What is a Quantifier? - Definition from Techopedia
Establishing a relationship between exclusive-or (XOR) and the unique existential decoder, unique existential quantifier, universal quantifier. The existential quantifier is used to assert that some individual or individuals have A traditional way of illustrating the relationship between the quantifiers is . among them. Propositional logic: Statements about similar objects and relations needs to be stand for the existential and the universal quantifier.) (ψ. ϕ ∧.).
Predicates and Quantifiers
Only B's are A's. You should be able to figure this out when you need it so that you don't have to memorize it.
If "all" sentences and "only" statements are conditionals that reverse each other Tips 182734then "all and only" statements conjoin such conditionals; they are biconditionals.
For example, "She picked out all and only the bad grapes": We can paraphrase "None but ripe bananas are edible" in many equivalent ways. No bananas except ripe ones are edible.
Only ripe bananas are edible. A banana is edible only if it is ripe. All edible bananas are ripe. Don't let these many forms confuse you. The articles "a" and "an" sometimes take existential, sometimes universal, quantifiers. Because there is no hard and fast rule, paraphrase the English before translating.
We usually don't reach section 5. As in propositional logic, a common translation mistake is to omit necessary parentheses. But in predicate logic, there are two reasons to insert parentheses, not just one: To resolve ambiguities of operator precedence. See Tip 15above.1.3 Quantifiers
To mark the scopes of quantifiers. Make sure that each quantifier has the scope it needs. Is every variable inside the scope of some quantifier? Is every variable inside the scope of the right quantifier? If you understand the role of parentheses, then you should understand that these two expressions are not equivalent: If our universe contains some things that are A's but not B's, and other things that are B's but not A's, and nothing that is neither, then the first of these expressions will be false and the second true.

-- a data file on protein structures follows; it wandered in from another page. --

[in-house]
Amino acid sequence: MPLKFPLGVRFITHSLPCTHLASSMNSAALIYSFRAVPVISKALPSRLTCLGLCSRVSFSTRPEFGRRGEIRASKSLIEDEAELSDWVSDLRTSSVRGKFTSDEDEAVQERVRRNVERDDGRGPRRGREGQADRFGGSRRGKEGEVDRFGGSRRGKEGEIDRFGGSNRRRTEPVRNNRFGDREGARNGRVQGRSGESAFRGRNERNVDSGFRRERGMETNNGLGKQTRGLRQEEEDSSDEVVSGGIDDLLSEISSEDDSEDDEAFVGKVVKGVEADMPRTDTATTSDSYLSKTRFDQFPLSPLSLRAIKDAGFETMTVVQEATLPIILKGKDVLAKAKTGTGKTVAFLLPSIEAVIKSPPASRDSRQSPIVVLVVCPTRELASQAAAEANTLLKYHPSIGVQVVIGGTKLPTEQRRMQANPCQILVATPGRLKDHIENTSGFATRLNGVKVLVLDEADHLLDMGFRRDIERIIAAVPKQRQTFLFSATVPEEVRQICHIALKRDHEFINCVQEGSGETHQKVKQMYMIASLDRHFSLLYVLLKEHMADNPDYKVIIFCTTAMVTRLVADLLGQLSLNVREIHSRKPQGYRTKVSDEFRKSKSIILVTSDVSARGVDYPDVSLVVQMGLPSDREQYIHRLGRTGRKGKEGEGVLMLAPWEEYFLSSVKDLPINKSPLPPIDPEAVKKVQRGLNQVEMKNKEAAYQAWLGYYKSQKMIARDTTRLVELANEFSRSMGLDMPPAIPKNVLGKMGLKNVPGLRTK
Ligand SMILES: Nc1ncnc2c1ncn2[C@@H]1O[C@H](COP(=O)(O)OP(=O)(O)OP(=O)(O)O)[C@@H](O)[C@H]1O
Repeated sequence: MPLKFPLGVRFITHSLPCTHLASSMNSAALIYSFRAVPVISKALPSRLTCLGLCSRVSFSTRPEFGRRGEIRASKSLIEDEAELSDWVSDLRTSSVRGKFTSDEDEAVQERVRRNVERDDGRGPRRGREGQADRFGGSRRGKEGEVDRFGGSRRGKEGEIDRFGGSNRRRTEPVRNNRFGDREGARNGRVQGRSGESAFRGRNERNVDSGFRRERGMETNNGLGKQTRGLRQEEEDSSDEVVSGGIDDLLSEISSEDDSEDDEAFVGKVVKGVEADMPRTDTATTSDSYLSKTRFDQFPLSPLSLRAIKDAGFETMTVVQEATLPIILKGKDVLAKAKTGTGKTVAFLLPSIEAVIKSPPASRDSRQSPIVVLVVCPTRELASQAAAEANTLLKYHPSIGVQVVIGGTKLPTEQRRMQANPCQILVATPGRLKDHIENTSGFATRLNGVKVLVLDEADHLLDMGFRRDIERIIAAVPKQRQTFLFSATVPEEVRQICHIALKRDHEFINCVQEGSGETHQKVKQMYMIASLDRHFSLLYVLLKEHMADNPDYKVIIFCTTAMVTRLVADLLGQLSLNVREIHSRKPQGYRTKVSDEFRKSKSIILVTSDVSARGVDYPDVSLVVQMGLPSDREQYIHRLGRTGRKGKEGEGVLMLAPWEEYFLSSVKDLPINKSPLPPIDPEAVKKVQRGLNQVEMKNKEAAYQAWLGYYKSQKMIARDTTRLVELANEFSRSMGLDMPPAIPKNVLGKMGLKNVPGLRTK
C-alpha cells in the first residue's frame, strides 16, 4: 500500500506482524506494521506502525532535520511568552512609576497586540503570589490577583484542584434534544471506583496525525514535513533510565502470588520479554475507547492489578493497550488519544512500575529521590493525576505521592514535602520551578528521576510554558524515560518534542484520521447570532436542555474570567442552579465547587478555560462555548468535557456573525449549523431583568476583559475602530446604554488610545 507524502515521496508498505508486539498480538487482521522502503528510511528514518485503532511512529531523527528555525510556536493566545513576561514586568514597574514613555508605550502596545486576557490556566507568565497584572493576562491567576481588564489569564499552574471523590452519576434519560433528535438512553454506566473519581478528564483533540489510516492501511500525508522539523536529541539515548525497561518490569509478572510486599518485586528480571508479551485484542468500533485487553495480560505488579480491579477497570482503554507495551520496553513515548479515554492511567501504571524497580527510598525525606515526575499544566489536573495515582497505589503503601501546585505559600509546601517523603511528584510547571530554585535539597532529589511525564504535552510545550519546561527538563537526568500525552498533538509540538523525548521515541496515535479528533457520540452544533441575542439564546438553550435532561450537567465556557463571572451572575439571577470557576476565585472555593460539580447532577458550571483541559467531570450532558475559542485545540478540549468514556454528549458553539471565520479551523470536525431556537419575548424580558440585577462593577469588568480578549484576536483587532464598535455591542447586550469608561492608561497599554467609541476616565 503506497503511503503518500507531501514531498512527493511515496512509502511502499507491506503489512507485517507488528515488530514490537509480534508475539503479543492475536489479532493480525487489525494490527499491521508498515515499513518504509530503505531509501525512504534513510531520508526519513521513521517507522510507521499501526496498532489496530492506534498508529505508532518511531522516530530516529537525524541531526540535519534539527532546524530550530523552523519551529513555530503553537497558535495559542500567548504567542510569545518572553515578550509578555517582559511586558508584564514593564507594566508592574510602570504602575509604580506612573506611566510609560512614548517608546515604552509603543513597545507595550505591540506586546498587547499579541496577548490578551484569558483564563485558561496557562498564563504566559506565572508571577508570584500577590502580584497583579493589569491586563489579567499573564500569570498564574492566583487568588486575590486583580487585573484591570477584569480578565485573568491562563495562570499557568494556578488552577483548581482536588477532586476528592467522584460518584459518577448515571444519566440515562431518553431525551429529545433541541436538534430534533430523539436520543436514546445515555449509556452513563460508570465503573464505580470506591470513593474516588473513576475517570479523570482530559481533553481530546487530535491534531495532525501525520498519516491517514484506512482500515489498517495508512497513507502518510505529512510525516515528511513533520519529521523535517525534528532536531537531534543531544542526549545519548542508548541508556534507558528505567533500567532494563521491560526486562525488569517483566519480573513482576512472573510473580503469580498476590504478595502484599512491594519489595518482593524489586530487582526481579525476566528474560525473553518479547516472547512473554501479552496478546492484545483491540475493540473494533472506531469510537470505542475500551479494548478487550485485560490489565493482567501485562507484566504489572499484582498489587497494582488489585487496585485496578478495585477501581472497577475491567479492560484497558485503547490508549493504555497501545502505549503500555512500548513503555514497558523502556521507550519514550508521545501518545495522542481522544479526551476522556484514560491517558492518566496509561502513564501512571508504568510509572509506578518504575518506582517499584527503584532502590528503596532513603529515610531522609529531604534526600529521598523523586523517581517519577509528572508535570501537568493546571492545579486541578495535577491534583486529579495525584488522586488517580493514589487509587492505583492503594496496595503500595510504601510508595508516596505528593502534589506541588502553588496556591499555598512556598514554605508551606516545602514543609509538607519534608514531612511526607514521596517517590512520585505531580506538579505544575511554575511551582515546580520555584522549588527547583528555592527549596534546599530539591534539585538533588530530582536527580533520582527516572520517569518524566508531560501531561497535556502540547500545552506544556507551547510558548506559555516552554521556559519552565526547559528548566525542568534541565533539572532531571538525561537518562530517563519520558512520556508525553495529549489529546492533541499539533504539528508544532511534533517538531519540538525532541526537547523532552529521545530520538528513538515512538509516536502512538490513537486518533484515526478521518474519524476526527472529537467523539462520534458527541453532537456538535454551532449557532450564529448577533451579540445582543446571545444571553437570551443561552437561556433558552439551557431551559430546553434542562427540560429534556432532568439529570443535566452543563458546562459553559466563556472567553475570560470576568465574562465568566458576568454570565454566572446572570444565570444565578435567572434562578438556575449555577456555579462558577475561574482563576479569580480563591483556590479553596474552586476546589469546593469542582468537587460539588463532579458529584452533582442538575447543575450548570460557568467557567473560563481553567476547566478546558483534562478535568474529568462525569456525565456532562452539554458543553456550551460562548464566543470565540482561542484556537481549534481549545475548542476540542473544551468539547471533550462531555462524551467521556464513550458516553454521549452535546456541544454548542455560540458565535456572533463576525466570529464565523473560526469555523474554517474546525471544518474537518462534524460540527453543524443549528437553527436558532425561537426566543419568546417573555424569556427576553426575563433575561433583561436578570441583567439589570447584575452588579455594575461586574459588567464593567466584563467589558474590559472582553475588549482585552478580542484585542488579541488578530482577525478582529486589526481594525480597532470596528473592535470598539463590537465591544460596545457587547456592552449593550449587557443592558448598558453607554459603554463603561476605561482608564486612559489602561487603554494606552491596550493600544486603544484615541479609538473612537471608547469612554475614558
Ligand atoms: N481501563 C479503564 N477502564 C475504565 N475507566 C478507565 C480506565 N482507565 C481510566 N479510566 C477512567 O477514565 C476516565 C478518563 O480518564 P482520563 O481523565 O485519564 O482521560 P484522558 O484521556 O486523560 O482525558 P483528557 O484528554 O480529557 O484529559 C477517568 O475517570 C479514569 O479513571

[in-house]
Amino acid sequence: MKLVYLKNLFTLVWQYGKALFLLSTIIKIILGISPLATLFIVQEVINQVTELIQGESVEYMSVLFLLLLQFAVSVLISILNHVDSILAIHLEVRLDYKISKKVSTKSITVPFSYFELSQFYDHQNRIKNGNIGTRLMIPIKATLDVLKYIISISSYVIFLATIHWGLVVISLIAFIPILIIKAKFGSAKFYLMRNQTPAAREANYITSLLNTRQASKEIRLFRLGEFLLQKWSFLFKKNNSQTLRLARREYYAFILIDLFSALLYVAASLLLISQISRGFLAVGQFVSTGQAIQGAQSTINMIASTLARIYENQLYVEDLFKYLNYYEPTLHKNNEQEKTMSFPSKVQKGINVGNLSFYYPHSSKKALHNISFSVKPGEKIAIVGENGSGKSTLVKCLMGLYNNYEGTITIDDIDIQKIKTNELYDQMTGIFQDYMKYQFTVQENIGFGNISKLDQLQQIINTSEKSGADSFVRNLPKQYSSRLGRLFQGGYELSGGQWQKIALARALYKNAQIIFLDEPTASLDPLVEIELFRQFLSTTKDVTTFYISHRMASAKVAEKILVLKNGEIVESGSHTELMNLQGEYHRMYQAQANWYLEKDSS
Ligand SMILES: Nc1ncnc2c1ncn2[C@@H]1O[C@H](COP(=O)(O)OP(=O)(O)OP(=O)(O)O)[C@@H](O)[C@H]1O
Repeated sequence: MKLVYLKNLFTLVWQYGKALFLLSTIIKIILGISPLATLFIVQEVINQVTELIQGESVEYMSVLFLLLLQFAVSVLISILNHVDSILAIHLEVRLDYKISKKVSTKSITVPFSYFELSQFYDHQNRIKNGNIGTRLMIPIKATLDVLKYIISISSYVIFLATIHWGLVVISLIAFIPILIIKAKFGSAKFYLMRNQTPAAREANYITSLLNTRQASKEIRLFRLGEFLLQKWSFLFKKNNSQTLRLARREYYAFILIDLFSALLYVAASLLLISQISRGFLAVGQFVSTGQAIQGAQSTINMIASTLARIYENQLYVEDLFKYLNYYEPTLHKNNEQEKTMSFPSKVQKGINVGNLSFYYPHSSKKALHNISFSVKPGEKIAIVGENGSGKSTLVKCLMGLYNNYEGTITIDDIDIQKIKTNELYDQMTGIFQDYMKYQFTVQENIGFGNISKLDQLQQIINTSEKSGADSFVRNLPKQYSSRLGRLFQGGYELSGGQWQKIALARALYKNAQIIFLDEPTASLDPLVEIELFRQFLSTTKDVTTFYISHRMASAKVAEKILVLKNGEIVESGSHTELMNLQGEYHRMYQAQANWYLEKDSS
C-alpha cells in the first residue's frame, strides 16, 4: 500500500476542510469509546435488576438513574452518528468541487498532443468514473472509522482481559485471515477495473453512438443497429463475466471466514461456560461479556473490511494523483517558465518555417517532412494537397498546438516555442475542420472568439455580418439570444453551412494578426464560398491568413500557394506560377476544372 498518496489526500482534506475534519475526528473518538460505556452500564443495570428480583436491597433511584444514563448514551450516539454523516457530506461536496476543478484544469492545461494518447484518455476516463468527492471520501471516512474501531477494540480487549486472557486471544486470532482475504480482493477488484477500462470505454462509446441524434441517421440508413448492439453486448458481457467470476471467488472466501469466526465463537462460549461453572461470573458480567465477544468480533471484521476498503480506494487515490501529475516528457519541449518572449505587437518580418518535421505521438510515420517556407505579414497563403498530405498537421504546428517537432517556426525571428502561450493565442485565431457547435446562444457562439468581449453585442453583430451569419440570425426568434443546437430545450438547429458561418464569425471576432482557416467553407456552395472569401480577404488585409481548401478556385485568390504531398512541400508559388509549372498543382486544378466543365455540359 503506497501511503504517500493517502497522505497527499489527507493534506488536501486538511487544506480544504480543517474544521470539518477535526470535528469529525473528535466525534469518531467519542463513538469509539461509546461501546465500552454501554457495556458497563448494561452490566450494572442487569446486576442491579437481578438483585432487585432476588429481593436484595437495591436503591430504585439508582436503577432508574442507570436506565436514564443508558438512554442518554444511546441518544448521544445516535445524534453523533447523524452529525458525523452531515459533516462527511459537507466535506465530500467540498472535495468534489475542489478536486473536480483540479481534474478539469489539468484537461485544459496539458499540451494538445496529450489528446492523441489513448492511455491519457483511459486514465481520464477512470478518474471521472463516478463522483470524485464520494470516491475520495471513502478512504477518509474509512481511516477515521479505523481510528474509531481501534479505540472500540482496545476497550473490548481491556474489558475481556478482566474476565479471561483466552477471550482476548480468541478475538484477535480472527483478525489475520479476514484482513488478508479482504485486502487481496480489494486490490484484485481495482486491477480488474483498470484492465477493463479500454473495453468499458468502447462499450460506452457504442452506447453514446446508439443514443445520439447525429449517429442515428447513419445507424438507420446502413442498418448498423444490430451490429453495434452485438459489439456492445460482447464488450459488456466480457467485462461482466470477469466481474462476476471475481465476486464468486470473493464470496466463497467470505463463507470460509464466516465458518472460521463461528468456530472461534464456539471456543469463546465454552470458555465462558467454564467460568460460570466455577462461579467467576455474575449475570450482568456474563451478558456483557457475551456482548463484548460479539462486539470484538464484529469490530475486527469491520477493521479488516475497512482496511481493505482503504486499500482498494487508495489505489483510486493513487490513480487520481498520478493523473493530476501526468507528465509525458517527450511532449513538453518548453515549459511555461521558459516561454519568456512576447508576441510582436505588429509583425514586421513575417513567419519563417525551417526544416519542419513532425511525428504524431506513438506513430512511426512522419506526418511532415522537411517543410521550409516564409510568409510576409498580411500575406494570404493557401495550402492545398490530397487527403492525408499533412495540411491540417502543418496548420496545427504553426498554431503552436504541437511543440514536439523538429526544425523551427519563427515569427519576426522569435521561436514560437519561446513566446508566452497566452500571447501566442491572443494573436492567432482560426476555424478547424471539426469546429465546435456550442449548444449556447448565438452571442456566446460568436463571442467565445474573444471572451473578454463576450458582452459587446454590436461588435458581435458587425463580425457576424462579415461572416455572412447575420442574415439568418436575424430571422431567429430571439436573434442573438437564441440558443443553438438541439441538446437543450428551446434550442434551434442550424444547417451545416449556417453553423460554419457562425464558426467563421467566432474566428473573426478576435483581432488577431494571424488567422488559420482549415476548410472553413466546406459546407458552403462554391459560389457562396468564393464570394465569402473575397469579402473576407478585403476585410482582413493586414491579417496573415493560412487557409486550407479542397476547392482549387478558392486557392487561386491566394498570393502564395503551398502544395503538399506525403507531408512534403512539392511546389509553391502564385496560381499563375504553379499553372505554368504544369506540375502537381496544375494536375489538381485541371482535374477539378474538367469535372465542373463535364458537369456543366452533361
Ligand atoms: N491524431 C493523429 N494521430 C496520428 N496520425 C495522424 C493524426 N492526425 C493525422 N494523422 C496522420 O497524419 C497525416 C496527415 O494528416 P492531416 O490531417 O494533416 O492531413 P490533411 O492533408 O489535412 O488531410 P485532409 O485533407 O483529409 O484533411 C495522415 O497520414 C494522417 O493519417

Moreover, the first is truth-functional compound, while the second is not.
Peter Suber, "Translation Tips"
Multiply General Monadic When do you need more than one quantifier? The answer is not simple. You will not err if, in translating compound statements, you add a new quantifier for every component which would need a quantifier if you were to translate it as an entire statement unto itself. But on the other hand, sometimes you can get away with fewer. For example, "All cats are mammals, but no cats are birds".
Each component of this compound would require a quantifier if translated separately. Hence, you will not err if you use two quantifiers: But on the other hand, the second quantifier is unnecessary in this case, provided the second component uses the variables of the first and is put within the scope of the first quantifier: We can prove that these two translations are equivalent by deriving each from the other.
The two translations in In this sentence, the two components no longer share a common subject, but they still require the same kind of quantifier and are still joined by conjunction. As before, you will not err if you use two quantifiers: But we can still dispense with the second: These two translations are also provably equivalent. When do you need a new variable letter? The answer is simple: If you are using prenex normal form introduced in Tip 43belowthen you must use a new variable letter for each new quantifier.
But the "logically never" part of the rule in Tip 42 still stands, because you need not ever use prenex normal form.
The two don't interfere with each other. Hence they may use the same variable letter without ambiguity. But it is confusing to readers to see the same letter when it may not refer to the same objects. We might mistakenly infer that the things that are A's are the same things that are B's; but that would not be warranted.
To prevent such mistakes, make it a habit to use new variable letters with each new quantifier in the same statement: Even when quantifier scopes nest inside each other, the quantifiers do not interfere with each other and may unambiguously use the same letter: We can and should parse such expressions under the rule that inner quantifiers should be read have their scopes settled, variables bound before outer quantifiers.